Massage Parlors Rub Some Laws the Wrong Way
Posted August 11, 1998
FAYETTEVILLE — Massage parlors have been around for decades. Now the growing profession is fighting for its reputation. Old laws on the books are making the battle for credibility a tough one.
There are no state laws regulating the practice of massage and bodywork therapy. The licensing is left up to each individual city in North Carolina. In Fayetteville, the laws are so old, almost every massage therapist is breaking them.
Cheryle Savage Kane is nationally certified in therapeutic and body massage. However, Kane's license does not mean anything under Fayetteville city Law.
Currently, it is illegal to perform a massage on a member of the opposite sex unless prescribed by a doctor or chiropractor. If prescribed, the date and hour of each appointment must be inspected by police, and the therapy can not exceed ten appointments.
"I would say that this may be one of those laws that is just taking up space," Fayetteville Police Sgt. Tim Hayworth said.
The law was passed in 1972, when massage parlors were havens for prostitutes. But these days, reputable sports clubs and salons are where most massages take place.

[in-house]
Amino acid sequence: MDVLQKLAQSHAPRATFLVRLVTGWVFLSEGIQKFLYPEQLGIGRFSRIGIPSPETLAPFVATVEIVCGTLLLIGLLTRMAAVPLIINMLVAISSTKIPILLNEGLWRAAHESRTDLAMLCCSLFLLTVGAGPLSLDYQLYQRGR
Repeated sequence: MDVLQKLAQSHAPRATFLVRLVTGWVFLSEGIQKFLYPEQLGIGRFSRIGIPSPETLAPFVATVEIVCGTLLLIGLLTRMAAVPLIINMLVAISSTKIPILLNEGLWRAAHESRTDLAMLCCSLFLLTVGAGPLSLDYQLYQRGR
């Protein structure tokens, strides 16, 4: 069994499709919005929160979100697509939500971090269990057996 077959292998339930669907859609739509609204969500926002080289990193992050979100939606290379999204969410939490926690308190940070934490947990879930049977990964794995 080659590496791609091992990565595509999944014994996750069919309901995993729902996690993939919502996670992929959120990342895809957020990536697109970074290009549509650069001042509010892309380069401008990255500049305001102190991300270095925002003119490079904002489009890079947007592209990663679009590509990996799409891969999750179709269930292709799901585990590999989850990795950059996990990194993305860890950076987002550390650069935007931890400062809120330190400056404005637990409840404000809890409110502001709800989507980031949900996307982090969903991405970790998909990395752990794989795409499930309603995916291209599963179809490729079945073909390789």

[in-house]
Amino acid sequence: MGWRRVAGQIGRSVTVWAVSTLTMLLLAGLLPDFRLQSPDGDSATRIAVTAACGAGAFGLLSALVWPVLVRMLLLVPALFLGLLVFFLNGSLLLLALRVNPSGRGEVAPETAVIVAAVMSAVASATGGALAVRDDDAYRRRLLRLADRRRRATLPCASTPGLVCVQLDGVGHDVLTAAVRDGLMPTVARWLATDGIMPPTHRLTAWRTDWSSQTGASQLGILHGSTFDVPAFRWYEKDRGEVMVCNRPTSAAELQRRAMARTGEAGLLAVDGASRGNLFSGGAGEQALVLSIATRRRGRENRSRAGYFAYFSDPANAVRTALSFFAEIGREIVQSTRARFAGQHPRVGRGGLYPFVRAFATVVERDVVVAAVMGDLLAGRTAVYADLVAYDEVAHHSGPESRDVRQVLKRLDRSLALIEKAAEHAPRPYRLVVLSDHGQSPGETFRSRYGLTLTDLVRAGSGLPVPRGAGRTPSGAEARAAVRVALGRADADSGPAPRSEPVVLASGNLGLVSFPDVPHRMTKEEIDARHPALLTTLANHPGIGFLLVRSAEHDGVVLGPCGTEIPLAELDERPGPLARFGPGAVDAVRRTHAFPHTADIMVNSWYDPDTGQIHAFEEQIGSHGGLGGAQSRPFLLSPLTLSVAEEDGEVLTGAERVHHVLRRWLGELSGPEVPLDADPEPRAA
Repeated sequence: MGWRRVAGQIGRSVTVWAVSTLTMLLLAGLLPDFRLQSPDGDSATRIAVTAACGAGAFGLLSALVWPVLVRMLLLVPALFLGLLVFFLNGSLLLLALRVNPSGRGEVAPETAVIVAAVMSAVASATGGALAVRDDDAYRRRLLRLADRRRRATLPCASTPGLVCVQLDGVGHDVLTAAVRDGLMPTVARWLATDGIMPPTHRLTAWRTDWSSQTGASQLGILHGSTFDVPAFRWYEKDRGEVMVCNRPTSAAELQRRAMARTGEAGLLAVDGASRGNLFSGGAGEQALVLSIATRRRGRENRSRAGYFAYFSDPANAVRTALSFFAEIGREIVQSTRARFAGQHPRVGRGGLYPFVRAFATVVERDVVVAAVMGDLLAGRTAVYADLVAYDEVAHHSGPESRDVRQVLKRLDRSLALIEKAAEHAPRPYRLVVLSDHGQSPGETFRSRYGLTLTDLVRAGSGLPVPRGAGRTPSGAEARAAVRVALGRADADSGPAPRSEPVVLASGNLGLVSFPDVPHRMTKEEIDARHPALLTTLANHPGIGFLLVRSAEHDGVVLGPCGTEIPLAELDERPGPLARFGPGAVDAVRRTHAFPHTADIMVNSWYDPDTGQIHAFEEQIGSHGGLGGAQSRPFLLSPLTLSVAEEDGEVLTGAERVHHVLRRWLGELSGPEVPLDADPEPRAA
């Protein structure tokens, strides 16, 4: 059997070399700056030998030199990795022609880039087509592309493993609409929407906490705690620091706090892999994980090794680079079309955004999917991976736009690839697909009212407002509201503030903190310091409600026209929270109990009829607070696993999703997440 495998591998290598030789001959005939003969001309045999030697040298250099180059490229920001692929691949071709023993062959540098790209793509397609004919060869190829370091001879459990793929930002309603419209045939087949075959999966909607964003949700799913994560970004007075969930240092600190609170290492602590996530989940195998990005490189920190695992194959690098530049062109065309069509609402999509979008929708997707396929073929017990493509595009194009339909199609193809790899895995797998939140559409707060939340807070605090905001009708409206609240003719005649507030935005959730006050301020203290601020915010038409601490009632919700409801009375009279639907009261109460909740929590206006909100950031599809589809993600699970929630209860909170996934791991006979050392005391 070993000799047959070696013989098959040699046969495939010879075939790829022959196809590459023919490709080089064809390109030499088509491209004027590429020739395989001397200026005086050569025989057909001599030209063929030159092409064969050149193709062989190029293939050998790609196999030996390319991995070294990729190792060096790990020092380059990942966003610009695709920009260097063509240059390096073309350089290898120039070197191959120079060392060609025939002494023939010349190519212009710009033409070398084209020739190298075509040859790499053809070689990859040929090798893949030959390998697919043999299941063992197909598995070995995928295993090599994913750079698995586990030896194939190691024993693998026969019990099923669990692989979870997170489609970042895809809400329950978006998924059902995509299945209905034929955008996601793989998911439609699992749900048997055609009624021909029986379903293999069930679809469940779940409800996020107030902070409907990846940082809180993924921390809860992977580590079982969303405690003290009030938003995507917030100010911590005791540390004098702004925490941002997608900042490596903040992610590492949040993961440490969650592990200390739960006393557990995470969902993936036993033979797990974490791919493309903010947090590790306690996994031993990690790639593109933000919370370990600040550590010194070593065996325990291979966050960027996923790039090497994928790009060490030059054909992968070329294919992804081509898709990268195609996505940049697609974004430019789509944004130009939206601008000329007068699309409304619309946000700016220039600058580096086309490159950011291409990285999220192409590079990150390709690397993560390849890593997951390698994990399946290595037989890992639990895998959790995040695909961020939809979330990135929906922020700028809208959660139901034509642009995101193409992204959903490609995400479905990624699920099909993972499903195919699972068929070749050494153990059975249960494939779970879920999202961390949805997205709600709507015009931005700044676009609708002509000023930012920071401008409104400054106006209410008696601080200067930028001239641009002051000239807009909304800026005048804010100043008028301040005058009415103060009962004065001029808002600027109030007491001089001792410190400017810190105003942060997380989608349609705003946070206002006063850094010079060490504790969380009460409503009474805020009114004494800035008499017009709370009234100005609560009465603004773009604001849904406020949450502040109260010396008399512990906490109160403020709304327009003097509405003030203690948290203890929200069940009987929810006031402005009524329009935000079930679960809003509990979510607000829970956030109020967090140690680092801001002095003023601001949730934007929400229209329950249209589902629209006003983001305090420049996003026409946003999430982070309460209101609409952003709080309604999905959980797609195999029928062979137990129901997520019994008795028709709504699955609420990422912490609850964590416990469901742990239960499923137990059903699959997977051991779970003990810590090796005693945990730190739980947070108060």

Sherry Grant tries to get a massage at least once a month.
"Extremely relaxing, you can go from feeling very intense and tight to feeling almost ready to go to sleep," Grant said.
A group of massage therapists would like to see antiquated city laws replaced by statewide regulations. Therapists are supporting a bill in the state senate that would regulate the practice of massage and bodywork therapy.
A new law would mean a lot to Kane because despite her national license and seven years of experience, technically she is breaking the law in Fayetteville.
Kane admitted that she had performed massages on people of the opposite sex and on people without a prescription.
Sgt. Hayworth says in recent times, no one has been arrested under the city law. No action has been taken on the senate bill that therapists say will legitimize their business.
Members of The Fayetteville Area Therapeutic Massage Association say if the bill does not pass, they will try to get the antiquated laws changed in Fayetteville.